Nato touts gains in Afghanistan amid turmoil, 70th anniversary

Published April 4, 2019
KABUL: Afghanistan’s Chief Executive Abdullah Abdullah (right) walks with Nicholas Kay, Nato’s senior civilian representative in the country (left), to mark the military alliance’s 70th anniversary at the Resolute Support headquarters on Wednesday.—AFP
KABUL: Afghanistan’s Chief Executive Abdullah Abdullah (right) walks with Nicholas Kay, Nato’s senior civilian representative in the country (left), to mark the military alliance’s 70th anniversary at the Resolute Support headquarters on Wednesday.—AFP

KABUL: Top Nato officials in Afghanistan on Wednesday heralded key gains from more than 17 years of war, even as the United States seeks to end the grinding conflict that President Donald Trump this week called “ridiculous”.

Despite hundreds of thousands of troops from Nato having served in Afghanistan since the Sept 11, 2001 attacks, last year was the bloodiest on record and the Taliban have made gains across the country.

The Islamist extremists now control more Afghan territory than any time since they were ousted in the US-led invasion of 2001, and once again are imposing their strict interpretation of Sharia law.

Trump is fed up with the war, which has killed more than 2,300 American troops and cost the US taxpayer more than $1 trillion. The Afghanistan war is “unfortunate, it’s ridiculous”, Trump said on Tuesday in Washington.

In December, he told advisers he wanted to pull about half of America’s 14,000 troops out of Afghanistan, a decision apparently made without consulting Nato allies.

But in a ceremony marking at Nato’s 70th anniversary at their intensely fortified compound in Kabul on Wednesday, dignitaries sought to put a positive spin on things.

Afghanistan “is a modern and vibrant emerging democracy”, said Nicholas Kay, Nato’s senior civilian representative in Afghanistan. “We all salute the improvements in women’s rights, for millions of children and notably girls enrolled in schools, the free press and notable advancements in health care,” he added.

Kay was joined by Afghanistan chief executive Abdullah Abdullah and Nato’s Afghanistan commander General Scott Miller, who championed the alliance’s enduring “cohesion”. “We all remain committed to this nation,” he said.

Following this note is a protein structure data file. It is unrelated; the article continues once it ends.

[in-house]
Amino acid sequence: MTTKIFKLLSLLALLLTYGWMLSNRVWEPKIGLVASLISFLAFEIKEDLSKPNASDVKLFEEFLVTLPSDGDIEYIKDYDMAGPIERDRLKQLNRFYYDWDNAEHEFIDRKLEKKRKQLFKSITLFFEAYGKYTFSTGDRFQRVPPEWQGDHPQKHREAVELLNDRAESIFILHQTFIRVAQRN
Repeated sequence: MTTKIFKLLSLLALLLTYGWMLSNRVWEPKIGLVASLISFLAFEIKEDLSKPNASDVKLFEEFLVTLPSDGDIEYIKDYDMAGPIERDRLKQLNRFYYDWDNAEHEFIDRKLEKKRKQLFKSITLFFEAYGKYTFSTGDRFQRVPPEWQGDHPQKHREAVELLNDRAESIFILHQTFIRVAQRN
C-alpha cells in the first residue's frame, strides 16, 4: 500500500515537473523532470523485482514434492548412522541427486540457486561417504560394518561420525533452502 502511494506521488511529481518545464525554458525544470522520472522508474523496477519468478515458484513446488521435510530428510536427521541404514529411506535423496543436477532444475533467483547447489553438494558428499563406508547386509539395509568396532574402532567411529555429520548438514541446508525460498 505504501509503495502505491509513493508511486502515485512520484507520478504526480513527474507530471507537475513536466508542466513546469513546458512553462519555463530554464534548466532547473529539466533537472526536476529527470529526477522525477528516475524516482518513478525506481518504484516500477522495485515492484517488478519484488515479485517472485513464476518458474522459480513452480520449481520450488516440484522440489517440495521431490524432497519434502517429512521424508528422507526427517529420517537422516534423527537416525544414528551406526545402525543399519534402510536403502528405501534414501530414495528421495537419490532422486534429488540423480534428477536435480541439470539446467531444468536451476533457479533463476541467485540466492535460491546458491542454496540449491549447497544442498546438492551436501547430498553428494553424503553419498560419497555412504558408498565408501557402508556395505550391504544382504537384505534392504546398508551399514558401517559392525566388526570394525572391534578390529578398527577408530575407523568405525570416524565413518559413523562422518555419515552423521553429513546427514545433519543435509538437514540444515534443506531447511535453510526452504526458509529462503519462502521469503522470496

Trump, however, has frequently hammered Nato — accusing longstanding allies of being freeloaders who do not pull their weight on military spending.

Nato Secretary General Jens Stoltenberg has embraced Trump’s tough-love approach and credited him with a big increase in member state defence spending.

Kay insisted Nato is determined to stay in Afghanistan to protect hard-won gains for Afghans. “We will remain here to assist Afghans until the conditions are right for a change in our posture,” he said.

Published in Dawn, April 4th, 2019

Opinion

Editorial

Afghan challenge
Updated 15 Jul, 2024

Afghan challenge

Foreign states must emphasise to the Afghan Taliban diplomatic recognition and trade relations all depend on greater counterterrorism efforts.
‘Complete’ justice
15 Jul, 2024

‘Complete’ justice

NOW that the matter of PTI’s reserved seats stands resolved, there are several equally pressing issues pertaining...
Drug fog
15 Jul, 2024

Drug fog

THE country has an old drug problem. While the menace has raged across divides of class and gender, successive ...
Miles to go
Updated 14 Jul, 2024

Miles to go

Some reforms agreed with the Fund are going to seriously impact economic growth and fresh investments, at least in the short term.
Iddat ruling
14 Jul, 2024

Iddat ruling

IT was a needless, despicable spectacle which only ended up uniting both conservatives and progressives in ...
Cricket shake-up
14 Jul, 2024

Cricket shake-up

SOMEONE had to take the blame and bear the brunt of the fallout from Pakistan’s disastrous showing at the T20 ...